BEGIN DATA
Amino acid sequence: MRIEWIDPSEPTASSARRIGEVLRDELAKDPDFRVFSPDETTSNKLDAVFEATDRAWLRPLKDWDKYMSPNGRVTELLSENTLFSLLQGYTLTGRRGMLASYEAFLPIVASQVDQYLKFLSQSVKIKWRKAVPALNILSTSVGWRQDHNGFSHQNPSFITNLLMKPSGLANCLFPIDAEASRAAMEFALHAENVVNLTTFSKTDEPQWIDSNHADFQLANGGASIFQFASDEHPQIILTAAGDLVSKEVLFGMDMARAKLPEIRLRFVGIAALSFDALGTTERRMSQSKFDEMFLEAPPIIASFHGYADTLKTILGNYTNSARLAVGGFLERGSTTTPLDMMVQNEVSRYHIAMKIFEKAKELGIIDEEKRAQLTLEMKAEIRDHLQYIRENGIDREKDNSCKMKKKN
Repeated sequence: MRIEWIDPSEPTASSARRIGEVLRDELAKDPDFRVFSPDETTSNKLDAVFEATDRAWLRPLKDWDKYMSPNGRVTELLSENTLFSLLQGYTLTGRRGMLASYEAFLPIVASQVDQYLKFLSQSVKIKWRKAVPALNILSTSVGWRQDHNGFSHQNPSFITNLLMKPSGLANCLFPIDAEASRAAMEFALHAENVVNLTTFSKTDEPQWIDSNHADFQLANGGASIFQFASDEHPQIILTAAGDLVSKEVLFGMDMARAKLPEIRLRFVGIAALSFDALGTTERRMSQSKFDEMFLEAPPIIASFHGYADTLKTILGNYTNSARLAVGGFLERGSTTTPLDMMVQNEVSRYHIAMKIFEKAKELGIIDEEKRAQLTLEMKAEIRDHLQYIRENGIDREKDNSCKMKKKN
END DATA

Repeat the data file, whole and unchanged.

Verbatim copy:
Amino acid sequence: MRIEWIDPSEPTASSARRIGEVLRDELAKDPDFRVFSPDETTSNKLDAVFEATDRAWLRPLKDWDKYMSPNGRVTELLSENTLFSLLQGYTLTGRRGMLASYEAFLPIVASQVDQYLKFLSQSVKIKWRKAVPALNILSTSVGWRQDHNGFSHQNPSFITNLLMKPSGLANCLFPIDAEASRAAMEFALHAENVVNLTTFSKTDEPQWIDSNHADFQLANGGASIFQFASDEHPQIILTAAGDLVSKEVLFGMDMARAKLPEIRLRFVGIAALSFDALGTTERRMSQSKFDEMFLEAPPIIASFHGYADTLKTILGNYTNSARLAVGGFLERGSTTTPLDMMVQNEVSRYHIAMKIFEKAKELGIIDEEKRAQLTLEMKAEIRDHLQYIRENGIDREKDNSCKMKKKN
Repeated sequence: MRIEWIDPSEPTASSARRIGEVLRDELAKDPDFRVFSPDETTSNKLDAVFEATDRAWLRPLKDWDKYMSPNGRVTELLSENTLFSLLQGYTLTGRRGMLASYEAFLPIVASQVDQYLKFLSQSVKIKWRKAVPALNILSTSVGWRQDHNGFSHQNPSFITNLLMKPSGLANCLFPIDAEASRAAMEFALHAENVVNLTTFSKTDEPQWIDSNHADFQLANGGASIFQFASDEHPQIILTAAGDLVSKEVLFGMDMARAKLPEIRLRFVGIAALSFDALGTTERRMSQSKFDEMFLEAPPIIASFHGYADTLKTILGNYTNSARLAVGGFLERGSTTTPLDMMVQNEVSRYHIAMKIFEKAKELGIIDEEKRAQLTLEMKAEIRDHLQYIRENGIDREKDNSCKMKKKN